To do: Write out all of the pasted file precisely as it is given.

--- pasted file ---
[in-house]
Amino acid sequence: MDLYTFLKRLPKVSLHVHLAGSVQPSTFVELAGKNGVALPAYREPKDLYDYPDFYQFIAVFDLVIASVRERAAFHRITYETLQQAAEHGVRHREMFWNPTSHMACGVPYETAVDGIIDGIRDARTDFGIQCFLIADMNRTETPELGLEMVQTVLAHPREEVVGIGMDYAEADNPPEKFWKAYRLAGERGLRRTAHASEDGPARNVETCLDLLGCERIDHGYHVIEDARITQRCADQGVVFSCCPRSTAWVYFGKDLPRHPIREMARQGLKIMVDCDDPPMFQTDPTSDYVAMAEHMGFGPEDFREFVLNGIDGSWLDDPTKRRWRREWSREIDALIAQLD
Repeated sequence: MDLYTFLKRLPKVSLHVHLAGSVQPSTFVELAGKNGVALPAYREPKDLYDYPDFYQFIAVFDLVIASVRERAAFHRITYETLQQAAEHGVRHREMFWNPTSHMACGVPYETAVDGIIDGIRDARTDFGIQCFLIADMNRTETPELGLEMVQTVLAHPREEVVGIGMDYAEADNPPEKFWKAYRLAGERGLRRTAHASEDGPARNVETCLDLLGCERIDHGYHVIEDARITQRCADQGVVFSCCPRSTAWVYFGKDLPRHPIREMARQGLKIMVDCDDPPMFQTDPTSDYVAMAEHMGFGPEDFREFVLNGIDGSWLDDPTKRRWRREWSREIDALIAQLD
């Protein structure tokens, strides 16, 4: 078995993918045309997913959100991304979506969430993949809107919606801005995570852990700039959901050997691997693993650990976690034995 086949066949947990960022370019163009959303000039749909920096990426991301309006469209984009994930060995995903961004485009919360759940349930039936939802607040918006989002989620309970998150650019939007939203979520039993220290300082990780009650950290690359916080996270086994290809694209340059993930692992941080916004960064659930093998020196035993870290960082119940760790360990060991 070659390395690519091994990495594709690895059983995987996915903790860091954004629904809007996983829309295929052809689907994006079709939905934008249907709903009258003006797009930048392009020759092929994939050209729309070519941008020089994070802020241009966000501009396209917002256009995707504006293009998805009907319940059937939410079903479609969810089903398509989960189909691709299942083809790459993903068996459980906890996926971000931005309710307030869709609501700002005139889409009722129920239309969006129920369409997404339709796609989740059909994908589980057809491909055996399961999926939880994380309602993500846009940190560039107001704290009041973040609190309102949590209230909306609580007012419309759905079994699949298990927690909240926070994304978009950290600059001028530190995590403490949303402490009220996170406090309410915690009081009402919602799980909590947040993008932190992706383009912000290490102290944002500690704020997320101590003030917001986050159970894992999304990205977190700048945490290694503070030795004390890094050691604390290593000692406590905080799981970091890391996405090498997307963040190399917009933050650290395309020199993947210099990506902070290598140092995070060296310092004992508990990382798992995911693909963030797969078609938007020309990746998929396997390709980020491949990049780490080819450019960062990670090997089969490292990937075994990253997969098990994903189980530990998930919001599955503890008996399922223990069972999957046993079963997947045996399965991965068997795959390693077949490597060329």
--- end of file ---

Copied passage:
[in-house]
Amino acid sequence: MDLYTFLKRLPKVSLHVHLAGSVQPSTFVELAGKNGVALPAYREPKDLYDYPDFYQFIAVFDLVIASVRERAAFHRITYETLQQAAEHGVRHREMFWNPTSHMACGVPYETAVDGIIDGIRDARTDFGIQCFLIADMNRTETPELGLEMVQTVLAHPREEVVGIGMDYAEADNPPEKFWKAYRLAGERGLRRTAHASEDGPARNVETCLDLLGCERIDHGYHVIEDARITQRCADQGVVFSCCPRSTAWVYFGKDLPRHPIREMARQGLKIMVDCDDPPMFQTDPTSDYVAMAEHMGFGPEDFREFVLNGIDGSWLDDPTKRRWRREWSREIDALIAQLD
Repeated sequence: MDLYTFLKRLPKVSLHVHLAGSVQPSTFVELAGKNGVALPAYREPKDLYDYPDFYQFIAVFDLVIASVRERAAFHRITYETLQQAAEHGVRHREMFWNPTSHMACGVPYETAVDGIIDGIRDARTDFGIQCFLIADMNRTETPELGLEMVQTVLAHPREEVVGIGMDYAEADNPPEKFWKAYRLAGERGLRRTAHASEDGPARNVETCLDLLGCERIDHGYHVIEDARITQRCADQGVVFSCCPRSTAWVYFGKDLPRHPIREMARQGLKIMVDCDDPPMFQTDPTSDYVAMAEHMGFGPEDFREFVLNGIDGSWLDDPTKRRWRREWSREIDALIAQLD
């Protein structure tokens, strides 16, 4: 078995993918045309997913959100991304979506969430993949809107919606801005995570852990700039959901050997691997693993650990976690034995 086949066949947990960022370019163009959303000039749909920096990426991301309006469209984009994930060995995903961004485009919360759940349930039936939802607040918006989002989620309970998150650019939007939203979520039993220290300082990780009650950290690359916080996270086994290809694209340059993930692992941080916004960064659930093998020196035993870290960082119940760790360990060991 070659390395690519091994990495594709690895059983995987996915903790860091954004629904809007996983829309295929052809689907994006079709939905934008249907709903009258003006797009930048392009020759092929994939050209729309070519941008020089994070802020241009966000501009396209917002256009995707504006293009998805009907319940059937939410079903479609969810089903398509989960189909691709299942083809790459993903068996459980906890996926971000931005309710307030869709609501700002005139889409009722129920239309969006129920369409997404339709796609989740059909994908589980057809491909055996399961999926939880994380309602993500846009940190560039107001704290009041973040609190309102949590209230909306609580007012419309759905079994699949298990927690909240926070994304978009950290600059001028530190995590403490949303402490009220996170406090309410915690009081009402919602799980909590947040993008932190992706383009912000290490102290944002500690704020997320101590003030917001986050159970894992999304990205977190700048945490290694503070030795004390890094050691604390290593000692406590905080799981970091890391996405090498997307963040190399917009933050650290395309020199993947210099990506902070290598140092995070060296310092004992508990990382798992995911693909963030797969078609938007020309990746998929396997390709980020491949990049780490080819450019960062990670090997089969490292990937075994990253997969098990994903189980530990998930919001599955503890008996399922223990069972999957046993079963997947045996399965991965068997795959390693077949490597060329």